This time of year is the only time associated with Indian corn, but did you know that corn came into the world through the Great Spirit?
That’s according to an old Indian legend I googled across. It’s pretty lengthy, as legends tend to be, but I found it pretty interesting reading on several levels. You can read the more traditional version here – or a more contemporary version here.
Here’s the Corn Commentary condensed version:
Our hero is a young Indian man named Wunzh who comes from a poor family with a father who is “kind and contented and always gave thanks to the Great Spirit for everything that he received.” Young Wunzh is the same way. When it comes time for him to fast “so that he may see in a vision the Spirit that is to be his guide through life” he goes off filled with longing to do something for his family and his tribe, specifically in the form of finding easier way to get food “than by hunting and catching fish.”
His fasting period where he is visited by a “stranger” whom he must wrestle bears a striking similarity to Jacob wrestling with the angel of God in the book of Genesis. You might recall Jacob would not let the man in his dream go until he blessed him. So Wunzh wrestles his stranger successfully and fasts one extra day to meet him again, wrestle him to the death and bury him as he had been directed in the vision.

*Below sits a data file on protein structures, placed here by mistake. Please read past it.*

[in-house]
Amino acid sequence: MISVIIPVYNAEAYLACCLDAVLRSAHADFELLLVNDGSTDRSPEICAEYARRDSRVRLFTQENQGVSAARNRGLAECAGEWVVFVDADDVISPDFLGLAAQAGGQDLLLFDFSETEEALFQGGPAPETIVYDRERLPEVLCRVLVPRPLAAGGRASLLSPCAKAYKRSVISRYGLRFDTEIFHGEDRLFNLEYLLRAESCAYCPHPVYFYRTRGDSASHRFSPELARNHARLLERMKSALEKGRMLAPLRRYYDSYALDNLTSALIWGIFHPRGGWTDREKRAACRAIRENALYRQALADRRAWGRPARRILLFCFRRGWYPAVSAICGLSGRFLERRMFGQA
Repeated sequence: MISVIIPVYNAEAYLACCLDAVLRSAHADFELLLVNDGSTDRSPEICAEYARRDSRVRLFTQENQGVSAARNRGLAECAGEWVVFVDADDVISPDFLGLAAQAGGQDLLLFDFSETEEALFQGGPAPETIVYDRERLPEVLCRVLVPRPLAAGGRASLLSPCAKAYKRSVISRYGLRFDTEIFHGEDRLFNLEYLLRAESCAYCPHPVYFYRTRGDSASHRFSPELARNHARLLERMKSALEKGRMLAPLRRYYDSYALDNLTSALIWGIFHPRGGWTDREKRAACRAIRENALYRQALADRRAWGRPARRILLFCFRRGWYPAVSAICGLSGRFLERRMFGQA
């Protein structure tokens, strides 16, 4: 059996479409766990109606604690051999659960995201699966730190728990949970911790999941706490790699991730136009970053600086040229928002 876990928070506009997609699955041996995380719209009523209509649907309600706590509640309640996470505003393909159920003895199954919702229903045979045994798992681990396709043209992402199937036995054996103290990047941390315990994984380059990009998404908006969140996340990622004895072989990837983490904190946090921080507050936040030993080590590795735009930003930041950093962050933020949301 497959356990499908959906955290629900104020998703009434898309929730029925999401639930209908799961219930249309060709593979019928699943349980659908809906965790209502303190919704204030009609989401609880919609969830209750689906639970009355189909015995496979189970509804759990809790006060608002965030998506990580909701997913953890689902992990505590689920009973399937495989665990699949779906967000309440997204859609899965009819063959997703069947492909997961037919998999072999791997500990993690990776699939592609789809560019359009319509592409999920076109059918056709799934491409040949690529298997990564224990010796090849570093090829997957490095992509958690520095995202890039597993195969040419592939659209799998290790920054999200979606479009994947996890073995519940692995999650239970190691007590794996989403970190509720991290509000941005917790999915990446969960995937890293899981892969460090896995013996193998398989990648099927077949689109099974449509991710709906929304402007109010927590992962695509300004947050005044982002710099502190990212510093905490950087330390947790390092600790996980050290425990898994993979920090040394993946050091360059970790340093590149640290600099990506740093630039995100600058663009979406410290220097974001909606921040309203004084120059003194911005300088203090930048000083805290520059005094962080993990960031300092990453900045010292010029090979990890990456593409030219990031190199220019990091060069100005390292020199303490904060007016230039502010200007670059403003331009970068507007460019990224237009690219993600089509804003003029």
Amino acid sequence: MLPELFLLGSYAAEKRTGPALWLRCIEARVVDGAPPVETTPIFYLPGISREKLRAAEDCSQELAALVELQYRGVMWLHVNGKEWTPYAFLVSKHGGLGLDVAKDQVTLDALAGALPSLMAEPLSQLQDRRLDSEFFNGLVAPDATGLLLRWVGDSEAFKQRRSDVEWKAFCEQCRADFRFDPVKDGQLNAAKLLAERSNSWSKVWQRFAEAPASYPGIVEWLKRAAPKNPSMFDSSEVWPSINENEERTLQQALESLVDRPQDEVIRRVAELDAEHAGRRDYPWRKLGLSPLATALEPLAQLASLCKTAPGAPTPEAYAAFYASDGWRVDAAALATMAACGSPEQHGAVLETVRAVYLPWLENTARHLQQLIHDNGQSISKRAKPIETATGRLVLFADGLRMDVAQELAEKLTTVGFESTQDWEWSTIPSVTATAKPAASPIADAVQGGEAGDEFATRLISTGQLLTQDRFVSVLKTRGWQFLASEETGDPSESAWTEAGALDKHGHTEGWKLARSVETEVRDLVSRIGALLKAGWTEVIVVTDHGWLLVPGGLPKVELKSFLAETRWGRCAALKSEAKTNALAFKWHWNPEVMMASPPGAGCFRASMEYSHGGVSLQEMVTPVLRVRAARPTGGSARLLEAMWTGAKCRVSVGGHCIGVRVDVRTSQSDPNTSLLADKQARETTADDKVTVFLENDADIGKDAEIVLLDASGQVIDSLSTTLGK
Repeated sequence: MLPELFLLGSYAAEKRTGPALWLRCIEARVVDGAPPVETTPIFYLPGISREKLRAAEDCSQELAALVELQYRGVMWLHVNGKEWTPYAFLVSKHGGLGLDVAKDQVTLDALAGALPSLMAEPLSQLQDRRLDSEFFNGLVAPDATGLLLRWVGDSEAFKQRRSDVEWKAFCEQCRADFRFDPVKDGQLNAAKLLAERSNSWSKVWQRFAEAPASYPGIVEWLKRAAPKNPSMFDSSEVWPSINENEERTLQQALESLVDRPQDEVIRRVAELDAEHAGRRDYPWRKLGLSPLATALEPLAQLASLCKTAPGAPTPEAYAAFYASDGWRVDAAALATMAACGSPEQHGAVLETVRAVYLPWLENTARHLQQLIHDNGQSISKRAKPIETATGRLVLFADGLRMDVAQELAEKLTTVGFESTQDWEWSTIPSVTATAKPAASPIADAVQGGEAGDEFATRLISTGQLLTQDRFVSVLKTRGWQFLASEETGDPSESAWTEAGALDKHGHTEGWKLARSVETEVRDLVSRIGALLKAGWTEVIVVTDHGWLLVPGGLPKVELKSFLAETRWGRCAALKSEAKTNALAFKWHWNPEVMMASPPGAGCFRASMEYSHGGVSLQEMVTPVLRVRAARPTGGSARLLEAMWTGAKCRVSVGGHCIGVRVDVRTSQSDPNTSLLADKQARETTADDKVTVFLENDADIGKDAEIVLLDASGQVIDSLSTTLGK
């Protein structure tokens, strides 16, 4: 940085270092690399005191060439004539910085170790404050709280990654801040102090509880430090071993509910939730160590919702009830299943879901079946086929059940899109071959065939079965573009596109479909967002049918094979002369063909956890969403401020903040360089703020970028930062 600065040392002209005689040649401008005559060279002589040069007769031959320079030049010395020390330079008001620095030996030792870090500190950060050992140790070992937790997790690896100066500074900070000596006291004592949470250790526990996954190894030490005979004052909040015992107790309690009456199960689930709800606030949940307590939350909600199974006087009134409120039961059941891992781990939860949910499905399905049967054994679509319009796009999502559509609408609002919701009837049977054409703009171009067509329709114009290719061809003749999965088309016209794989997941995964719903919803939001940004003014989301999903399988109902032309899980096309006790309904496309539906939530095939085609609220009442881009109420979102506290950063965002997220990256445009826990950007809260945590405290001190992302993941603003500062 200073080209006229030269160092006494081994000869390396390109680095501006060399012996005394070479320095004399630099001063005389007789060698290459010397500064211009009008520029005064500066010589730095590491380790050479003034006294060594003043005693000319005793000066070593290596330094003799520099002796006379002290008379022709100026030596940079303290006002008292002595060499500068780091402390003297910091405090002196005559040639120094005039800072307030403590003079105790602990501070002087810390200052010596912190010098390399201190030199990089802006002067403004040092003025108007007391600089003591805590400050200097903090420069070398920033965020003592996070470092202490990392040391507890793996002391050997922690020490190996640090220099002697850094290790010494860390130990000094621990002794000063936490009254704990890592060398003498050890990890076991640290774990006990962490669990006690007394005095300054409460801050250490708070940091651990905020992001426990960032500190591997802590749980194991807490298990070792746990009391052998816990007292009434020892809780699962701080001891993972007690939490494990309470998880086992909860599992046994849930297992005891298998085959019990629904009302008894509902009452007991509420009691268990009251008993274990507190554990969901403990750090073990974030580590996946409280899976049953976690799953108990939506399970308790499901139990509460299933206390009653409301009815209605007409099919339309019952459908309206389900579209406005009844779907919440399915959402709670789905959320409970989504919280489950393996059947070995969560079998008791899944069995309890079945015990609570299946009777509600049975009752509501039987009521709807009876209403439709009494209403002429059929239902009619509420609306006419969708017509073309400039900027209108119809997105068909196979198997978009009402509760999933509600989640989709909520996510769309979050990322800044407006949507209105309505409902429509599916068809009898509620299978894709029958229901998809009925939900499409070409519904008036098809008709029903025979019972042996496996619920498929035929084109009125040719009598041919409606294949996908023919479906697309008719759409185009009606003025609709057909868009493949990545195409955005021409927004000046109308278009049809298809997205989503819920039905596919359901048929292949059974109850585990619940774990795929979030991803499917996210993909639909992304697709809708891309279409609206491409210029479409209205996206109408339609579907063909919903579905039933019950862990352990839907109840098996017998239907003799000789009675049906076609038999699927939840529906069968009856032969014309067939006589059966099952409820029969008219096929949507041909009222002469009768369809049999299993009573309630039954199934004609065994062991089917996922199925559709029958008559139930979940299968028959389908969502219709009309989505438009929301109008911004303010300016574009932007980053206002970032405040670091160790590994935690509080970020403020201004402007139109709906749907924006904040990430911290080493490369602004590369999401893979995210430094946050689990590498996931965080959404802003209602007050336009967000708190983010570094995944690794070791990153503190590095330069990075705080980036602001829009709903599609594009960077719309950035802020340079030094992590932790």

But he never forgot the grave of his friend.
Daily he visited it, and pulled up the weeds and grass, and kept the earth soft and moist. Very soon, to his great wonder, he saw the tops of green plumes coming through the ground.
Weeks passed by, the summer was drawing to a close. One day, Wunzh asked his father to follow him. He led him to a distant meadow. There, in the place where the stranger had been buried, stood a tall and graceful plant, with bright-colored, silken hair, and crowned by nodding green plumes. Its stalk was covered with waving leaves, and there grew from its sides clusters of milk-filled ears of corn, golden and sweet, each ear closely wrapped in its green husks.
“It is my friend!” shouted the boy joyously. “It is Mondawmin, the Indian Corn! We need no longer depend on hunting, so long as this gift is planted and cared for. The Great Spirit has heard my voice and has sent us this food.”
Then the whole family feasted on the ears of corn and thanked the Great Spirit who gave it. So Indian Corn came into the world.
So the moral of the story is: be thankful for corn this Thanksgiving!